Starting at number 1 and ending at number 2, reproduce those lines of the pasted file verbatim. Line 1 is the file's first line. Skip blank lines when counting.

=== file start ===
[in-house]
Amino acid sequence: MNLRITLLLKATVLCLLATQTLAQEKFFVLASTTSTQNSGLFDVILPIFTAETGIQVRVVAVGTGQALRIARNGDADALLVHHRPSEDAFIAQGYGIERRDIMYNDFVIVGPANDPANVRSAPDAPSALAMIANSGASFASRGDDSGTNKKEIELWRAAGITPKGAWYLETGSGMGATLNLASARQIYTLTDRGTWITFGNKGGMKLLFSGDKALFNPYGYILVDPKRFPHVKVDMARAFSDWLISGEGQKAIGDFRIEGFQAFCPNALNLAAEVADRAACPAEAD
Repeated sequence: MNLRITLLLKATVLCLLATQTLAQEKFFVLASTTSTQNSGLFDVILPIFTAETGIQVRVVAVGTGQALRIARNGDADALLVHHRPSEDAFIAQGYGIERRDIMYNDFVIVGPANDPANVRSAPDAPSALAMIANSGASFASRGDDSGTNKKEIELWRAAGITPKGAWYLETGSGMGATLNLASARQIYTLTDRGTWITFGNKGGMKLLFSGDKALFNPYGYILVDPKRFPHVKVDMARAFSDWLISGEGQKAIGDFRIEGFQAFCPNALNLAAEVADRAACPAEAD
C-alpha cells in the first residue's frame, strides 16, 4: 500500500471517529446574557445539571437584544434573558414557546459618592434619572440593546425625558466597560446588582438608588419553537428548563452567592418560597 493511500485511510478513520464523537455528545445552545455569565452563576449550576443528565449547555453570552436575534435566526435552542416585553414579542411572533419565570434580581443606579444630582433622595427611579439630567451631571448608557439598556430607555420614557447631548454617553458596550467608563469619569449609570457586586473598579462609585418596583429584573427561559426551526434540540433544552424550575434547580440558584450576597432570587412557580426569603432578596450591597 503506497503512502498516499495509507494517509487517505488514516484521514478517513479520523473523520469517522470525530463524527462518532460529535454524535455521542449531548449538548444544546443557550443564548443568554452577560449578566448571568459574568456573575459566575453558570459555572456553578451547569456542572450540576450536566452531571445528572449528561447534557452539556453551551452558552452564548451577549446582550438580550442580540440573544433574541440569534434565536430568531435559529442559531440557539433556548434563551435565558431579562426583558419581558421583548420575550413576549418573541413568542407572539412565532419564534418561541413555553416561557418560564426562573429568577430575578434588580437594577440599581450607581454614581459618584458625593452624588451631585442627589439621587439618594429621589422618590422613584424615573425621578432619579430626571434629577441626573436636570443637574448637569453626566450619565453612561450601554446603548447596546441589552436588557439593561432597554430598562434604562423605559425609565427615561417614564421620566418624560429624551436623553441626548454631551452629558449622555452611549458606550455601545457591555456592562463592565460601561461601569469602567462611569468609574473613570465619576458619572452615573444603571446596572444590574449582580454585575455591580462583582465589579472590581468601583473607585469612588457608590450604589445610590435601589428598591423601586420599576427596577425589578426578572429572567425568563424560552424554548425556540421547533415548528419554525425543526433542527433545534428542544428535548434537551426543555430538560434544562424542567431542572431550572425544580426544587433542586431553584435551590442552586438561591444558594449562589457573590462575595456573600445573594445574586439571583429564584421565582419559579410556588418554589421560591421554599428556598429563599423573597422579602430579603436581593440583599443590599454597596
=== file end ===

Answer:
[in-house]
Amino acid sequence: MNLRITLLLKATVLCLLATQTLAQEKFFVLASTTSTQNSGLFDVILPIFTAETGIQVRVVAVGTGQALRIARNGDADALLVHHRPSEDAFIAQGYGIERRDIMYNDFVIVGPANDPANVRSAPDAPSALAMIANSGASFASRGDDSGTNKKEIELWRAAGITPKGAWYLETGSGMGATLNLASARQIYTLTDRGTWITFGNKGGMKLLFSGDKALFNPYGYILVDPKRFPHVKVDMARAFSDWLISGEGQKAIGDFRIEGFQAFCPNALNLAAEVADRAACPAEAD